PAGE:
Can We Detect Non-playable Characters’ Personalities Using Machine And Deep Learning Approaches?
Keywords:Natural Language Processing, Personality Recognition, Machine Learning, Visual Novel Game
Personality recognition and computational psychometrics data have become prevalent in personnel selection processes. Such assessment tools are adequate for human resources seeking tools to assess a large volume of diverse player personalities in the current "war of talents." Recently, studies about using Gamified situational judgment test approaches have shown positive results in assessing players' behavior and personality.
Gamified situational judgment tests combine the advantages of gamification, such as enhancing players' reactions and flow state, with the acknowledged traditional situational judgment test approach. To gamify a situational judgment test, an innovative approach using the visual novel game genre has shown positive results in the gamification by adding game elements such as narrative scripts, non-player characters, dialogs, and audiovisual assets to the test. Indeed, these elements play an essential role in the validity of the players' personality results by using a stealth-assessment method to minimize social bias and player's stress. However, to our knowledge, as gamification in personality detection is still recent, little is known on the possible positive outcomes of designing game elements such as the dialogues and non-player character personalities in the validity of the team cohesion measure. To this end, we propose an empirical study to build personality trait models based on non-players characters' speeches.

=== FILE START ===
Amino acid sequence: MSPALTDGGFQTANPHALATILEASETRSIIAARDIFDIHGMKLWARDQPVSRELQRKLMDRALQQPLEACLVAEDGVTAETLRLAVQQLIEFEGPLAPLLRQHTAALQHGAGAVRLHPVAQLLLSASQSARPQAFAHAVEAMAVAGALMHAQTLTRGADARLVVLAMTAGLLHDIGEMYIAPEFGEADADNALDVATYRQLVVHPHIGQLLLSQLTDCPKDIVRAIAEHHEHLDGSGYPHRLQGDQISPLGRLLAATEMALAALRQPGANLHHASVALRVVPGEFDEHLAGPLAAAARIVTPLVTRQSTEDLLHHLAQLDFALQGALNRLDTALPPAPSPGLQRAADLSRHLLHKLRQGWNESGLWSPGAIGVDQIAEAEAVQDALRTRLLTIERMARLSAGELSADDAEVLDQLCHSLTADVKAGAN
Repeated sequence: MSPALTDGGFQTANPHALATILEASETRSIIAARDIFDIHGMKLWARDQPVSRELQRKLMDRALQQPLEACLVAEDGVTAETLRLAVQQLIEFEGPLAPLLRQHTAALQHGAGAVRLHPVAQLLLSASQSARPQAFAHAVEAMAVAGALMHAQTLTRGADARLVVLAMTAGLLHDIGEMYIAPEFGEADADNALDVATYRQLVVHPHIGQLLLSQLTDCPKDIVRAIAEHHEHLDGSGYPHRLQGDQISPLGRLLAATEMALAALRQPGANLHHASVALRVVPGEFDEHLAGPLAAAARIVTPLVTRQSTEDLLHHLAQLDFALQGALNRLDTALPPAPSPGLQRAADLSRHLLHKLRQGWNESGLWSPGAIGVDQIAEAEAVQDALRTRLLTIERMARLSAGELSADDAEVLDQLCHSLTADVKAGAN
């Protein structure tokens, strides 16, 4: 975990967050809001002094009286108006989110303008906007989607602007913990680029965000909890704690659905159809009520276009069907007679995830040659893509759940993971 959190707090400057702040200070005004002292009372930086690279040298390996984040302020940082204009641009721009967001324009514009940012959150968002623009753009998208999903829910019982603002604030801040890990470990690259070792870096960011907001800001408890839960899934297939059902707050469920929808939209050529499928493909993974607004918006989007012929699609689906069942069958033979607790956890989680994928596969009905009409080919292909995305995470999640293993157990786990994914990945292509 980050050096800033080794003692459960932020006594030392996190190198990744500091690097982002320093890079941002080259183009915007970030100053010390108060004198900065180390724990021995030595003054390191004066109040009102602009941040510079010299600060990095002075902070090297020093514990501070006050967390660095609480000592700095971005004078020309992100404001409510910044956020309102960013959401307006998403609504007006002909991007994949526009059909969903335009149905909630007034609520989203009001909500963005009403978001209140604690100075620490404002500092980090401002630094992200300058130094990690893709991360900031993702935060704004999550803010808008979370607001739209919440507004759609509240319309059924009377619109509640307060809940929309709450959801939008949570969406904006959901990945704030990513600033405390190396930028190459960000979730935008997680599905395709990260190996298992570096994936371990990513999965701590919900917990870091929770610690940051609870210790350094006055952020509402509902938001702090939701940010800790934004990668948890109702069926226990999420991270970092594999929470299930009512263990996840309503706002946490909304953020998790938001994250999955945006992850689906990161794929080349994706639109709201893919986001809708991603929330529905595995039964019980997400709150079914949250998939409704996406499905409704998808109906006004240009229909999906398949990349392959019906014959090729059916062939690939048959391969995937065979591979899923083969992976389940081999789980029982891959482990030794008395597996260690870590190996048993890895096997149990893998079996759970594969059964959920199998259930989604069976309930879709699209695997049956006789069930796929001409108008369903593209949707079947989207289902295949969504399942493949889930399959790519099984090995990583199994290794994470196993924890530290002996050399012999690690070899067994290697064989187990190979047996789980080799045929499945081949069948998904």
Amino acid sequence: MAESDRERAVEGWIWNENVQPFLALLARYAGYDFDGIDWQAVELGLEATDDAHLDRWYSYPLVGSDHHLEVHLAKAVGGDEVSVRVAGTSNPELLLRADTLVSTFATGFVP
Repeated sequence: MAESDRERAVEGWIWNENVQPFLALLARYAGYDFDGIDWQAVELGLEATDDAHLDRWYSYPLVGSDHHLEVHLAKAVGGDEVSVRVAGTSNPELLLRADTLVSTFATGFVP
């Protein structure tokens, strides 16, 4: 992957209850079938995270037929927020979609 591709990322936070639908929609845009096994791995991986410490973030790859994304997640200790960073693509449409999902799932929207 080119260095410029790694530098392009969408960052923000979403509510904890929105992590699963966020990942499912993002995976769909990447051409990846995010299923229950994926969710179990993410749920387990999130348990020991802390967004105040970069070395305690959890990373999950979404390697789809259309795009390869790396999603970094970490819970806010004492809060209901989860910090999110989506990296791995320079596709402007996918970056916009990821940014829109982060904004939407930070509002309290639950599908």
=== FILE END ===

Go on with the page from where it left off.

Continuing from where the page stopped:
We used the Myers–Briggs Type Indicator based on four dichotomies to classify the personalities as one of companies and organizations' most used personality typology. For each of the four dimensions, we train twenty-four separate binary classifiers and one 16-class classifier, using well-established machine learning and a convolutional neural network in the domain of natural language processing, text analytics, and computational psychometrics. The results of this study show that it is possible to recognize non-playable characters’ personalities and thus can help game designers to understand their characters' personalities using natural language processing.